Despite his disarming off-stage presence, Forrest's musical prowess is anything but easygoing. He plays blues guitar with an intensity and a passion that fills both knowledgeable and novice blues fans with excitement and leaves even experienced guitarists in awe of his playing ability. Listen to any of his CD's or attend one of his live shows and you'll hear his blistering guitar work overlaying traditional blues rhythms with a range of tempos, from slow heart-wrenching Texas blues reminiscent of blues originals like T-Bone Walker, to the more modern hard driving rock-blues mix of Jonny Lang and the late Stevie Ray Vaughan. During their 50-minute set at the Roxy, Forrest and his band played a range of blues selections from several of his recordings. The members of his band (the line-up at the Roxy included Andrew Black (another blues guitar virtuoso) on guitar and lead vocals, bassist Steve Mays and drummer Duke "Blues" Kelly) are all seasoned blues veterans and have been playing with Forrest for years and their long-term relationship has resulted in a nearly flawless kind of musical teamwork. Critics have hailed Forrest as one of the greatest blues guitarists of the day and his band has been voted "Best Southern Blues Band" by Real Blues Magazine in 1999, 2000 and 2001. In 2001, Forrest himself was voted "Best Southern Blues Guitarist" by the magazine as well.

Originally from Austin, Texas, Forrest grew up in a musical family. His grandparents both played music; his grandmother was among the first women to graduate from a music college and played and studied music her entire life until she died at age 101. His mother was a singer and also played acoustic guitar. His dad had an extensive record collection and that was how Forrest first discovered the blues, listening to T-Bone Walker albums as well as recordings by Muddy Waters and Sonny Boy Williamson. Then, at age 9, Forrest saw bluesman Josh White perform in concert. From that moment on, he was hooked on the blues. When he was just 14, he hitchhiked his way to New York City and spent time in Greenwich Village where he saw the great blues legends Muddy Waters and Mose Allison in concert. Shortly after that, Forrest took up the guitar. He took six months of guitar lessons and then taught himself blues guitar the rest of the way. Thirty-eight years ago, on New Year's Eve 1965, Forrest started his first band; he's been having "total fun" ever since.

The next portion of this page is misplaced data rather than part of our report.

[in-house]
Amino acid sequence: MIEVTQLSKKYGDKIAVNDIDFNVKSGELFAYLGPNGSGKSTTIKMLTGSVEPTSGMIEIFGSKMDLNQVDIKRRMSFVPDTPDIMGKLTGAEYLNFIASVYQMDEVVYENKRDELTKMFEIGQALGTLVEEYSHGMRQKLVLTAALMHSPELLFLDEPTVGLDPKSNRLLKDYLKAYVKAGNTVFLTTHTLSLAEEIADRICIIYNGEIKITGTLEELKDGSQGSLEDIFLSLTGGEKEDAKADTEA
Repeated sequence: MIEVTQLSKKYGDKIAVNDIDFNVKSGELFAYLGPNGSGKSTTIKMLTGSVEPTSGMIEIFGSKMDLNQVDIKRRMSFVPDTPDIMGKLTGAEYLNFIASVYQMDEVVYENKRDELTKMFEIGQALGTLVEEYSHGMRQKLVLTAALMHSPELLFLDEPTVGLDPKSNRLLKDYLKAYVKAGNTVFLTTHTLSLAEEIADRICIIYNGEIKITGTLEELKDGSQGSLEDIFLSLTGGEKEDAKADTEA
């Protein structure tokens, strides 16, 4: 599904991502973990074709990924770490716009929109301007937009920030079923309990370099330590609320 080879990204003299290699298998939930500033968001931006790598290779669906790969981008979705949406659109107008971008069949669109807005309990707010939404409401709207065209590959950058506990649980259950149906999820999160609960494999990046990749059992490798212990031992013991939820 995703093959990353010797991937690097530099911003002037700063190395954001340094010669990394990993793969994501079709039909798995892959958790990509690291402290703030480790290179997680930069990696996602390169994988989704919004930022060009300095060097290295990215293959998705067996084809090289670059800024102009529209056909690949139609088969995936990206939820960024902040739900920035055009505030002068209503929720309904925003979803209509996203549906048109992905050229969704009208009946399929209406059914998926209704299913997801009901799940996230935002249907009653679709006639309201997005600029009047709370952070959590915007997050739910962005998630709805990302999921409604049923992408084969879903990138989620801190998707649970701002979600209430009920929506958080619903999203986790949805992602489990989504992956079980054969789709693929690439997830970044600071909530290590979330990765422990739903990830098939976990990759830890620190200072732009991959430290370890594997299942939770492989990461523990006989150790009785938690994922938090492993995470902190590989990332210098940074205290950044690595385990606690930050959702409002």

But while music and the blues may have been a passionate pastime in the McDonald family, it was still a unique career choice for Forrest. His father is a renowned history professor at the University of Alabama and a leading American constitutional scholar who devised a new way of looking at the history of the U.S. Constitution by going back and reading the original documents that made up the framework for what the Founding Fathers had in mind when they wrote the document that still governs America after more than 200 years.

When I ask Forrest why his career path to blues music differed so much from his father's career in academia, Forrest credits his father's attitude of open thinking. "My dad always told me to do what I wanted to do. He just said 'whatever you do, be the best'. And I just wanted to do things my way."

That attitude of doing things "his way" appears to have served Forrest well, especially in the last several years. He started his own record label, World Talent Records (based in Lilburn), to sell his music, the determined underdog going against the grain of the big record labels.

Now 52, he spends a considerable amount of time as a tireless promoter of the blues and helping support the careers of fellow blues musicians. He's a very active member of several blues music organizations including the Atlanta Blues Society. Each year, his band plays a dozen or so major blues festivals at various venues across the country.

Despite his guitar wizardry and his business savvy, Forrest remains modest. When I ask him how a "master blues guitarist" ended up in Lilburn as opposed to a more traditional blues haven like Memphis or Chicago, he avoids my geography question altogether. Instead, he says. "Master blues guitarist in Lilburn? Well, when I run into him, I'll let you know!"

Whats It Gonna take? – Southwest Blues